But out of this complex matrix of corruption has emerged a strong clear voice in the form of a group of architecture students from Ardhi University in Dar Es Salaam, who felt that that there was real need for a publication that would act as a platform for critical reflection on the situation. In October of this year, in collaboration with Swiss architecture magazine Camenzind, they produced the first East African architecture magazine – in under a month.

When asked whether they thought the role of African architects is different to that of European architects the majority of them answered that as well as the practical and artistic role of an architect, they saw that a primary concern for them was to define their own role, to literally teach people outside of formal education (of which there are many) what an architect is and how architects can help them to use their city. In this sense they decided that the magazine should not be directed at other architects so much as at the layman; it was very important to them that the magazine span a series of roles as an educational platform, a source of information for decision-makers, a forum for the exchange of opinions and ideas, and a place where innovative solutions to recurring problems are proffered and discussed.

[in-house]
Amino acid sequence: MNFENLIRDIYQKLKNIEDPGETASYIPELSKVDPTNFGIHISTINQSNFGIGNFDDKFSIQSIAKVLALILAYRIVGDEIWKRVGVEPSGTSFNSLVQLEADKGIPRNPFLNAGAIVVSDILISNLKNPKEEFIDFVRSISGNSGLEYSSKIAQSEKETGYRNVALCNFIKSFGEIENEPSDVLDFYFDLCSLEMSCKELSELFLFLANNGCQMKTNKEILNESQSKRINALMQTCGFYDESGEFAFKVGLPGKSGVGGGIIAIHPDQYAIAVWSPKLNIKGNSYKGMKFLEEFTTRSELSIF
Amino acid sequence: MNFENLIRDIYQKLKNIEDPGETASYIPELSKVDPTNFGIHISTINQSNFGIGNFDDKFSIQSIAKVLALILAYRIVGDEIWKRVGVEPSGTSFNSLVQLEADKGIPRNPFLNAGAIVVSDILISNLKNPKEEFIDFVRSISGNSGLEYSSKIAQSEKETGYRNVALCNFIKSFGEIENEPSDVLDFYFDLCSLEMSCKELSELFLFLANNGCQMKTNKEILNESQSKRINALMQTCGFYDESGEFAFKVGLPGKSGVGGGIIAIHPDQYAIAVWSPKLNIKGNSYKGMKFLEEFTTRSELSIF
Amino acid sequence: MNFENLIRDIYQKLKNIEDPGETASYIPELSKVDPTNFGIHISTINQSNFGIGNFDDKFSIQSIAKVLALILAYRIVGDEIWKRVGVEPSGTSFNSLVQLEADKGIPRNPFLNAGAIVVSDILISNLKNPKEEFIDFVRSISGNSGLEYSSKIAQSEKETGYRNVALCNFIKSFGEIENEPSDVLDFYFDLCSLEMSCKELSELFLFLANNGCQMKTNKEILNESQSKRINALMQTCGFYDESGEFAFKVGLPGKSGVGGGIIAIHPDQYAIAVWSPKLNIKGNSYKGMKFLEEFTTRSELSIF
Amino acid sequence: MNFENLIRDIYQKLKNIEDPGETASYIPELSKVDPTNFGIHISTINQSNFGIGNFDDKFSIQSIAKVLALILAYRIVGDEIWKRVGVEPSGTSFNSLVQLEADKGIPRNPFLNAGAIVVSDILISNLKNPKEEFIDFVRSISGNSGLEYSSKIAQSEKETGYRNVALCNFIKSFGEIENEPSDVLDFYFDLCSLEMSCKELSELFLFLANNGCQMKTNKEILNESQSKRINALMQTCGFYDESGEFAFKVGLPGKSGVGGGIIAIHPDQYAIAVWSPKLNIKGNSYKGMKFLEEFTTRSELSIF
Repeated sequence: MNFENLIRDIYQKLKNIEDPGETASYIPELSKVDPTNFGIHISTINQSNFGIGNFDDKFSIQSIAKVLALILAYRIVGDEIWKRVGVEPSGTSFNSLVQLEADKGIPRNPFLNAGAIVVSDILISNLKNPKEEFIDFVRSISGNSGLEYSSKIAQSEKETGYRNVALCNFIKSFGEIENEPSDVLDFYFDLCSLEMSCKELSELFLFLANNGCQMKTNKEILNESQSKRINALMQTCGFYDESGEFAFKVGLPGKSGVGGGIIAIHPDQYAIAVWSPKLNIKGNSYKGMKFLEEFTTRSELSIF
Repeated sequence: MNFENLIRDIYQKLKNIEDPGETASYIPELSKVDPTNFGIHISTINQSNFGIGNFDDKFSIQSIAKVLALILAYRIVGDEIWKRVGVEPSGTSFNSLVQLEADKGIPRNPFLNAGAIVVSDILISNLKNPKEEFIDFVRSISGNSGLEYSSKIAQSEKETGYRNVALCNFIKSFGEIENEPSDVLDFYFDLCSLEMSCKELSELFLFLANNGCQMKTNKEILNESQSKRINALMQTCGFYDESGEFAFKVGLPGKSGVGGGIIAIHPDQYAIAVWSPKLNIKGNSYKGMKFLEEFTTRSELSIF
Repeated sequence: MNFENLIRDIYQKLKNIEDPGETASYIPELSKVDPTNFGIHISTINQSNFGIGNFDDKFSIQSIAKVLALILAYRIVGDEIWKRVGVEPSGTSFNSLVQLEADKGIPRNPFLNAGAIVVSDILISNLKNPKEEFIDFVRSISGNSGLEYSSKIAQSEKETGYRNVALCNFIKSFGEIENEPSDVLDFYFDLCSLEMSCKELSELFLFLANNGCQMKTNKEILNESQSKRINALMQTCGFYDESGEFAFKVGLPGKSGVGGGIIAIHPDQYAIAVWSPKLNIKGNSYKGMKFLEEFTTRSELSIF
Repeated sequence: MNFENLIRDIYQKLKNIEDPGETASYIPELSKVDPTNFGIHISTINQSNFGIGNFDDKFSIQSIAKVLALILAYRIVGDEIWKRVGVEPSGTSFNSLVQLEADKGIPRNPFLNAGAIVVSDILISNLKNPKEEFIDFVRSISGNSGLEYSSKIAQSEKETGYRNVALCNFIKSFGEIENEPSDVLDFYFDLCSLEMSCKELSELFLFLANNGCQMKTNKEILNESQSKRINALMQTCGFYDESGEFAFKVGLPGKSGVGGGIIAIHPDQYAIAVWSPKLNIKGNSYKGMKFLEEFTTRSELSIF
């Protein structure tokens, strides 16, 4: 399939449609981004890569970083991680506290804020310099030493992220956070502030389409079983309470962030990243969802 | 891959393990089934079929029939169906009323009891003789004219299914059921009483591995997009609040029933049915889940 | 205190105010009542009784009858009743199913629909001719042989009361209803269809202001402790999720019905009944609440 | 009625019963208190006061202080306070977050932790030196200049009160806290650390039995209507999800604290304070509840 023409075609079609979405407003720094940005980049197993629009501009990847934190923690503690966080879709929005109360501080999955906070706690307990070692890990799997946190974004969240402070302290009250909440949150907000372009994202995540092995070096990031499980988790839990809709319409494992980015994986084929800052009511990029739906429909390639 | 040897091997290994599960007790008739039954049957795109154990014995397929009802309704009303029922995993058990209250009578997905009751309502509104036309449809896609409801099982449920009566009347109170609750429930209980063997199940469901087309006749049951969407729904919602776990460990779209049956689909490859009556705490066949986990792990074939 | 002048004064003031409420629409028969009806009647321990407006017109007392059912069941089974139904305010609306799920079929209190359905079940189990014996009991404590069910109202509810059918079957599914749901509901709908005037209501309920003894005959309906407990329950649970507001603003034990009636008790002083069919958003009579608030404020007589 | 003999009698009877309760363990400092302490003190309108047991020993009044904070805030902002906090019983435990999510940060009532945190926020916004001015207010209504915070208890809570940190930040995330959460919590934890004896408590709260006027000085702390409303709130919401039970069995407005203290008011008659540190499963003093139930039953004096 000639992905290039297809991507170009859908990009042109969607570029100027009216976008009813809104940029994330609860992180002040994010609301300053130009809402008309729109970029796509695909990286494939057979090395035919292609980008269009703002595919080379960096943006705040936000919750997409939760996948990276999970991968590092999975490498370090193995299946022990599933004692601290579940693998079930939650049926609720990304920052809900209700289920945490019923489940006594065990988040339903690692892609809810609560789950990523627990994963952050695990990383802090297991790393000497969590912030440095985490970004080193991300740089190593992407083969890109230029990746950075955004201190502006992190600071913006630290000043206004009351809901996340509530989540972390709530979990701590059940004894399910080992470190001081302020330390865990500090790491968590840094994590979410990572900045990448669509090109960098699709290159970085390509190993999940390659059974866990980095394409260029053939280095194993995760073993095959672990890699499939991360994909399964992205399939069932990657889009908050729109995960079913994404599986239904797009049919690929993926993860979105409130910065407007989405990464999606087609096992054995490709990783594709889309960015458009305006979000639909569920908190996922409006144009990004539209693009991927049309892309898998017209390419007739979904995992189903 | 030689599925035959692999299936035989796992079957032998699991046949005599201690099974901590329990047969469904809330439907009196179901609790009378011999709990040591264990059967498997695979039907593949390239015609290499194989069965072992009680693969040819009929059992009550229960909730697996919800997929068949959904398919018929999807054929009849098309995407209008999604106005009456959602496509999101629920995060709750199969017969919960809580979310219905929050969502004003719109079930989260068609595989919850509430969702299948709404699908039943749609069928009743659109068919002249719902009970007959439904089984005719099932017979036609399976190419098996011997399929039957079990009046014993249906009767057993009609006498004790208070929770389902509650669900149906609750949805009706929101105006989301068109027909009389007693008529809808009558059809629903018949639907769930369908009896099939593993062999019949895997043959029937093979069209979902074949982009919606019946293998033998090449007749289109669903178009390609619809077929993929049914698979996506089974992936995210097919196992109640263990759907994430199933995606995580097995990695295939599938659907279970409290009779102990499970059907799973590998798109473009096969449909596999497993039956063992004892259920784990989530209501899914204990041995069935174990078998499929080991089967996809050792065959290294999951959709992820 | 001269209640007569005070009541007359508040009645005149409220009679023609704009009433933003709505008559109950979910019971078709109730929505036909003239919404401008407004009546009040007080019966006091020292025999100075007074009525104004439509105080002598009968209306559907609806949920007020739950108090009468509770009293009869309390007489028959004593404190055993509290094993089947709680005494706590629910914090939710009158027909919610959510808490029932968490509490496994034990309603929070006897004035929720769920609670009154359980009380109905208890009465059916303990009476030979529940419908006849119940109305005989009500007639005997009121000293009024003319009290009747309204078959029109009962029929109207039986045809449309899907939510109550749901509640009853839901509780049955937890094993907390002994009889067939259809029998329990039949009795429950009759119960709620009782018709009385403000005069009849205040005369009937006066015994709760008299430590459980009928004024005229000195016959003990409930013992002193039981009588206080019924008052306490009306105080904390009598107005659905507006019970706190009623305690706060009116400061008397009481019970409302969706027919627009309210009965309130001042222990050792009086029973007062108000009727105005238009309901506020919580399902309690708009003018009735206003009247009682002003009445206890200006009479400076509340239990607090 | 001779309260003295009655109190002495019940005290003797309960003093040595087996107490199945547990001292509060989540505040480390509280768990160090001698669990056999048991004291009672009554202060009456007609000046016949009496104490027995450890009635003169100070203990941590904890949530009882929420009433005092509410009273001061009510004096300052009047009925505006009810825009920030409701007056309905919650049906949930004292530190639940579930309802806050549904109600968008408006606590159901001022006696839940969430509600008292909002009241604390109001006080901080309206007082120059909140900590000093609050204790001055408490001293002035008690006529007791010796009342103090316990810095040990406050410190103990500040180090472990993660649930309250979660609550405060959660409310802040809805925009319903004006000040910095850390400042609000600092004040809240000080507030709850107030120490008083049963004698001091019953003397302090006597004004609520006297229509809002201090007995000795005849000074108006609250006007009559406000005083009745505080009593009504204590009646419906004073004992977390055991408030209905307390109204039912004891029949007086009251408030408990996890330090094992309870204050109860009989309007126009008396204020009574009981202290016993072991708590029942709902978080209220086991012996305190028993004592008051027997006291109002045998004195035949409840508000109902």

The first issue was printed in an edition of 5000 and given away free throughout the city. At one point the students wandered through a typical traffic jam distributing the magazine to people stuck in their cars. The first issue of Anza Magazine (‘start’ in Swahili) includes a history of the local architecture, a discussion of the city’s current position, poised as it is between competing pressure from industry and tourism. There is an interview with a local cab driver juxtaposed with papers by international academics that provide parallels with other African cities; namely the development catastrophe in Adis Ababba and the new strategies now in place, and the rise in Rwanda of what is being called ‘the landscape city’. As might be expected, the discussion of the relative merits of informal cities over formal ones raises its head in many of these articles. There are also interviews with local architectural stars, two die-hard East African modernists in their 90s; pioneers of the push to formalize architecture and the creators of several of Dar Es Salaam’s most distinctive landmarks. They were gracious enough to make themselves available to students who had never conducted interviews before; it is hard to imagine that happening in Europe, but in a city where there are 300 registered architects as opposed to 10,000 these things are more possible. In this sense there are both more and less possibilities for them in contrast to the West.

It might not have the finesse of most architectural publications, it is printed on old new-print machines, many of the students are just learning to use the design programs that are involved, the English is not always perfect, but the will is strong, the intentions are clear and you can almost smell the determination rising off the page; and as such is represents an extremely promising start, hopefully the start of something great.